We all get dozens of rubbish e-mails about drugs, watches and, of
even more concern, bank and building society information/account
renewals. Is anyone still caught out by these spammers/villains? Surely
they only keep going because gullible people respond. Or am I
You’re right, and you’re wrong.
Like you, for a long time I too believed that people just wouldn’t
be naive enough to fall for 99% of what shows up as spam.
I was wrong. Very wrong.
You’re right, in that spam only exists because at a fundamental level it works. If it didn’t work there wouldn’t be any reason for it, at least not in the quantities we see.
Most spammers now are typically illegitimate business people trying to make money. It’s a very practical decision: if spam didn’t make money they’d focus their attention elsewhere.
Clearly they’re not focusing elsewhere.
I throw spam into about three major buckets:
Infection attempts. Most of the time these days these are attempts to infect your machine with a spam-sending zombie, so you might not notice. These emails typically ask you to open an attachment which causes the infection, or take you to a website where the infection is downloaded.
Product sales. These are trying to entice you to buy drugs, body enhancement aids, jewelry or the like at enticingly low prices. The problem, of course, is that most are scams, or the drugs are outdated, the aids don’t work and the jewelry is fake.
Phishing attempts. These are trying to entice you to provide your personal information by imitating some other legitimate site with which you may have an existing relationship. Once you give up your personal information, identity theft and credit card fraud follows.
I’ll actually add a fourth class of spam: legitimate businesses that don’t understand or follow best practices when it comes to emailing people. They’re not malicious, per se, but if I didn’t request it and you keep sending it to me, it’s still spam.
Now, it’s very easy to think that anyone who falls for these kinds of things is stupid, or at least naive or gullible. As you’ve said, we all get so much of it every day, you would think that absolutely everyone would know by now.
And you’d be wrong.
To begin with, the vast majority of computer users are not like you and I. To put it simply, they’re not as savvy as you think.
Let’s take an example: the infamous Nigerian 419 scam.
This scam has been around for years. In fact, it predates the widespread use of personal computers, starting out as a scam that spread by fax. I think most of us have heard of it, and it regularly makes the mainstream press as someone is, once again, taken in.
Let me summarize that: it’s been around for years, it’s publicized regularly, and people are still falling for it all the time.
It’s no wonder that spam gets enough of a “success rate” for it to remain viable.
I’d chalk it up to a combination of ignorance – not as a derogatory term, but simply meaning “not knowing” – and a dash of desperation.
As much as you or I may have heard about various scams and issues, we are not everyone. Even if 1% of the population hasn’t heard of a particular problem, or heard enough to take it personally or seriously, that’s 1% that’s vulnerable right there. And there are so many different types of scams or variations on scams, it’s difficult, if not impossible, to know about them all even at a conceptual level.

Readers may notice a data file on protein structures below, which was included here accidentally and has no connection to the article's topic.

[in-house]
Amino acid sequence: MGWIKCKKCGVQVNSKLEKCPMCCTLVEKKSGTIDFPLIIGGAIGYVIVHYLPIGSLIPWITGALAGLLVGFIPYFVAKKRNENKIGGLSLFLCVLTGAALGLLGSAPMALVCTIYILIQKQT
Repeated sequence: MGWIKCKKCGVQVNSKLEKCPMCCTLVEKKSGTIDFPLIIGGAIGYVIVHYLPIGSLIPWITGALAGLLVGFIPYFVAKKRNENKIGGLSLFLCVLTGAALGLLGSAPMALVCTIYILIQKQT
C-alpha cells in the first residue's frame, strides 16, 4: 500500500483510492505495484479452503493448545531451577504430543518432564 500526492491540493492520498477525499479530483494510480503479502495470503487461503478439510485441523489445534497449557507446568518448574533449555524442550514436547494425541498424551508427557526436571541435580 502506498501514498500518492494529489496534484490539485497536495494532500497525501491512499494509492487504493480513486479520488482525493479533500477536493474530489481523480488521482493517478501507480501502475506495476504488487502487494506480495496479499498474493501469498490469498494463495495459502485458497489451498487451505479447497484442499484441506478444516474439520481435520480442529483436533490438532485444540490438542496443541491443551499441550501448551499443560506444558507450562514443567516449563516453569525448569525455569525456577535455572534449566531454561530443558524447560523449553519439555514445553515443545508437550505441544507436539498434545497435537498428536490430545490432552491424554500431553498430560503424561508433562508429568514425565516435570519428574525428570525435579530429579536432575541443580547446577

Now, consider that people are often in desperate situations, and that these are the very people that scammers target. Be it people who suffer from poor body self-image that they’re told can be solved with a pill, are in dire financial straights that could be wiped away by helping some overseas contact, or people who simply lust after goods and services they can’t afford any other way … these, and many others, are the people that end up making spam “worth it” to the spammer. (I also have to say that recent phishing attempts have been getting better – you don’t need to be anything but trusting to fall for something that really really looks like it might have come from your bank.)
The other part that factors in that’s difficult to comprehend is the incredibly tiny success rate that spammers need to make it worth their time.
Ultimately, spam costs the spammer next to nothing. And more spam costs … well, it costs nothing more. There’s no reason not to send a lot of spam, and in fact every reason to do so.
Consider this: you’re a spammer and you send out one million spam messages at a cost of nearly nothing, and exactly one person falls for whatever it is you’re selling. That’s one person’s worth of nearly pure profit. The other 999,999 who didn’t respond cost you nothing. In fact, you can likely multiply your profits by a factor of 10 by sending to ten million people the next time, at no additional cost.
In traditional marketing that’s a horrible “conversion rate” – one in a million, 0.0001%. But it’s nearly free money to the spammer.
So the bottom line remains: spam still exists because it works, and it doesn’t take much of a success rate to “work”.
And be it due to ignorance, gullibility, or simply not being as computer savvy as the rest of us, it only takes a few people to fall for it to make it worth the spammer’s efforts.